Students at The University of Winnipeg are gearing up for a visit to Canada’s House of Parliament in Ottawa, followed by a trip to the United Nations in New York City. The trip is part of a field course in Global College’s Human Rights and Global Studies (HRGS) program. Professor and former Principal of UWinnipeg’s Global College, Marilou McPhedran will lead the students from October 27 – November 1, 2013 as they witness the inner workings of the government and the United Nations.
Students fly to Ottawa where they will visit Canada’s House of Parliament and the headquarters for the Department of Foreign Affairs, Trade and Development. They will have the opportunity to meet with ambassadors and senior government officials. McPhedran states that 80% of students in this country never go to the capitol and have never been on Parliament Hill; noting that the experience allows them to understand the process and dynamics between government and diplomacy.
From there, “New York becomes our classroom,” says McPhedran, adding that students will “see the real politics of diplomacy in a UN setting.” The group will be hosted by the Permanent Mission of Canada to the United Nations where they will receive briefings from senior UN officials and attend sessions of the Security Council at UN Headquarters among others.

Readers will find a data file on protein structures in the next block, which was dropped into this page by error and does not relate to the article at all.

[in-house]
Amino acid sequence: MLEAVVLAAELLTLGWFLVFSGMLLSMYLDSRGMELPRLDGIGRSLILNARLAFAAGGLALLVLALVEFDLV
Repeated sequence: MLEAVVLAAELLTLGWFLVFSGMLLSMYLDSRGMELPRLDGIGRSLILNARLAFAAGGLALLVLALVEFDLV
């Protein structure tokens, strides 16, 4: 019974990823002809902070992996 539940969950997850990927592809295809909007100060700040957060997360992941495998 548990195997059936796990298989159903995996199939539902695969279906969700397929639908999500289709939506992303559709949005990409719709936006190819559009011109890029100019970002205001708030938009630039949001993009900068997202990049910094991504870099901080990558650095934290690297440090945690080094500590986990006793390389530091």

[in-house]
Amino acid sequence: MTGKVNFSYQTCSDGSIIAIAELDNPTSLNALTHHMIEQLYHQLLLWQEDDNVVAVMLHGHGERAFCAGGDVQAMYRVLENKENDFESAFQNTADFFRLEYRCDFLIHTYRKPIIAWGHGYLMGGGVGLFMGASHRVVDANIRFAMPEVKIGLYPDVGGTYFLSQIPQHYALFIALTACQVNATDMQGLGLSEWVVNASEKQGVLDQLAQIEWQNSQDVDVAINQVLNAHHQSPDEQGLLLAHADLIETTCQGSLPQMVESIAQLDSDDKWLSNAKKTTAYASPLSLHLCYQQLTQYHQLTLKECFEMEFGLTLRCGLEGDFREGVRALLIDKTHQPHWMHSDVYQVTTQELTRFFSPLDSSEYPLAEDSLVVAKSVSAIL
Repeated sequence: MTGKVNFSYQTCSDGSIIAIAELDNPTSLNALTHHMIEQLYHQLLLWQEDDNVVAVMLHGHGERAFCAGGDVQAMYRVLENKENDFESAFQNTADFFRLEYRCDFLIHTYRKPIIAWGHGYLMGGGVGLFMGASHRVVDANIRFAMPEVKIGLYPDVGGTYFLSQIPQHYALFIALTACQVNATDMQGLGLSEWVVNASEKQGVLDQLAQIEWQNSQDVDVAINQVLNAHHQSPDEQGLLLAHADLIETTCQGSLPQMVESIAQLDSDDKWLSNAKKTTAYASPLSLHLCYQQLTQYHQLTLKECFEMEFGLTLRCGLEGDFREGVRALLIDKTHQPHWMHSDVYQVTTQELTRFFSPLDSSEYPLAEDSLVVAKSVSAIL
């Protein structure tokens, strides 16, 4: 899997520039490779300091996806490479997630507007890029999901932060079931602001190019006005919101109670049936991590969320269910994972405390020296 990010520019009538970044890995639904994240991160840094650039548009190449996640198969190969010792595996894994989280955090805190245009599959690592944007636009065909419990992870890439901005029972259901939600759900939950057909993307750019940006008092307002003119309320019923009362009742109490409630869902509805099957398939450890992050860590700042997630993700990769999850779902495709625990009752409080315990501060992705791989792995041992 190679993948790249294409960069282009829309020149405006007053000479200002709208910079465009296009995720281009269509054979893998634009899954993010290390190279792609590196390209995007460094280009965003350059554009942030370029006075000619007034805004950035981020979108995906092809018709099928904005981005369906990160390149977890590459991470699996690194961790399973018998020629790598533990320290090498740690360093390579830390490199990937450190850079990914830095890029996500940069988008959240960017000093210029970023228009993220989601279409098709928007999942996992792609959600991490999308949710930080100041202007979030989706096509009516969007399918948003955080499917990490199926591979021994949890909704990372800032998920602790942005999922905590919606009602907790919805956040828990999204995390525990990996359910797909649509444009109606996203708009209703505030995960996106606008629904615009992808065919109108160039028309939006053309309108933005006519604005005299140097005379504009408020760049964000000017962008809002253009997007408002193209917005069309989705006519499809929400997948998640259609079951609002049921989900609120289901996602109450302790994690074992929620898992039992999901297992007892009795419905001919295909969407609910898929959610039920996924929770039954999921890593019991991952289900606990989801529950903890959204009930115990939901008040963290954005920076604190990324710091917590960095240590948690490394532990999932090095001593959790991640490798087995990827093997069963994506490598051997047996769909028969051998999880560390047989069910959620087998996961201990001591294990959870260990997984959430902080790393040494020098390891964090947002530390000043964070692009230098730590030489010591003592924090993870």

Those participating in the field course range from a first-year Communications student to fourth-year Human Rights majors. Brittany McFadyen is a third-year student working towards a double major in Human Rights and Political Science who says she is really looking forward to visiting the UN: “It gives us the chance to do things that most people wouldn’t get to do.”
Several of the students have been anxiously awaiting the opportunity to take this field course after participating in another Global College offering: Adventures in Global Citizenship Summer Institute. This course, in cooperation with the Canadian Museum of Human Rights, and with scholarship support from Rotary 5550 World Peace Partners, examines the voices, perspectives, and actions of individuals working at human rights issues in Manitoba.
Both of these courses offer students a unique, experiential learning opportunity. McPhedran emphasizes the need for an academic program that has a strong practical component:
“The courses require a shift in emphasis away from the more academic aspect of studying human rights, to really focusing on what I have called for many years, ‘lived rights’. This means students see first-hand the many steps along the way between the words on paper and actually changing people’s lives.”
The Bachelor of Arts in Human Rights and Global Studies program at The University of Winnipeg’s Global College is Canada’s first undergraduate-level degree program in Human Rights and remains one of only a few such programs in the world. UWinnipeg’s Global College fosters global citizenship and engagement in human rights through interdisciplinary teaching, research, dialogue, and action in local and global communities.
For more information, see: http://www.uwinnipeg.ca/index/global-college-index